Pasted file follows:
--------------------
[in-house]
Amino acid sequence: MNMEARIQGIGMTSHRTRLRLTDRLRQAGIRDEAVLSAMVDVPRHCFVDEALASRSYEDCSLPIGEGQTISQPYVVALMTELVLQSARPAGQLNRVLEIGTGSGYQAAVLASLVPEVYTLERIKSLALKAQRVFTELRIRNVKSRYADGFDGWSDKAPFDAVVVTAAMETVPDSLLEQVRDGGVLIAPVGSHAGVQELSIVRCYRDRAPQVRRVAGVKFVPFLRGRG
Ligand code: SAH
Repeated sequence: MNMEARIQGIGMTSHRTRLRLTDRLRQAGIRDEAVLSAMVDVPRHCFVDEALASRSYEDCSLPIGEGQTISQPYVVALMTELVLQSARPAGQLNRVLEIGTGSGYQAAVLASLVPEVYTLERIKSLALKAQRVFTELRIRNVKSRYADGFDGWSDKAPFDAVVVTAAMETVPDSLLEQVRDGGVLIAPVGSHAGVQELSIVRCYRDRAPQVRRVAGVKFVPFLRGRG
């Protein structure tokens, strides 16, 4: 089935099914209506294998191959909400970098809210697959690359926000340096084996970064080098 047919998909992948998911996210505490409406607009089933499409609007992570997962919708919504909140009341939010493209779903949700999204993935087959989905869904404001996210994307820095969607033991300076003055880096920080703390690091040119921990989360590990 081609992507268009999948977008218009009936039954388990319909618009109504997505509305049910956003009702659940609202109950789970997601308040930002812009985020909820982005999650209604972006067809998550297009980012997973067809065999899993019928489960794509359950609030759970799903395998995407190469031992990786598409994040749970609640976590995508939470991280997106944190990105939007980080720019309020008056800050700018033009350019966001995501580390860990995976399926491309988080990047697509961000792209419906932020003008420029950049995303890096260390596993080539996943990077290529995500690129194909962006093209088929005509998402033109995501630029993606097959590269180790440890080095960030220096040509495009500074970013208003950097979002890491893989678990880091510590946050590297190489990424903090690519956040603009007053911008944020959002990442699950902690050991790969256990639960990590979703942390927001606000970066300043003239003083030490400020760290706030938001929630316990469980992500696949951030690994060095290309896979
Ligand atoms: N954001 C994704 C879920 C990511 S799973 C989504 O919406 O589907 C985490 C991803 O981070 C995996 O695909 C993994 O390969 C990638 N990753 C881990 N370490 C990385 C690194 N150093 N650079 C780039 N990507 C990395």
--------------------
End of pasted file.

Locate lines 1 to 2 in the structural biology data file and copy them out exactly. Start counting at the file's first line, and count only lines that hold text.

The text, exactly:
[in-house]
Amino acid sequence: MNMEARIQGIGMTSHRTRLRLTDRLRQAGIRDEAVLSAMVDVPRHCFVDEALASRSYEDCSLPIGEGQTISQPYVVALMTELVLQSARPAGQLNRVLEIGTGSGYQAAVLASLVPEVYTLERIKSLALKAQRVFTELRIRNVKSRYADGFDGWSDKAPFDAVVVTAAMETVPDSLLEQVRDGGVLIAPVGSHAGVQELSIVRCYRDRAPQVRRVAGVKFVPFLRGRG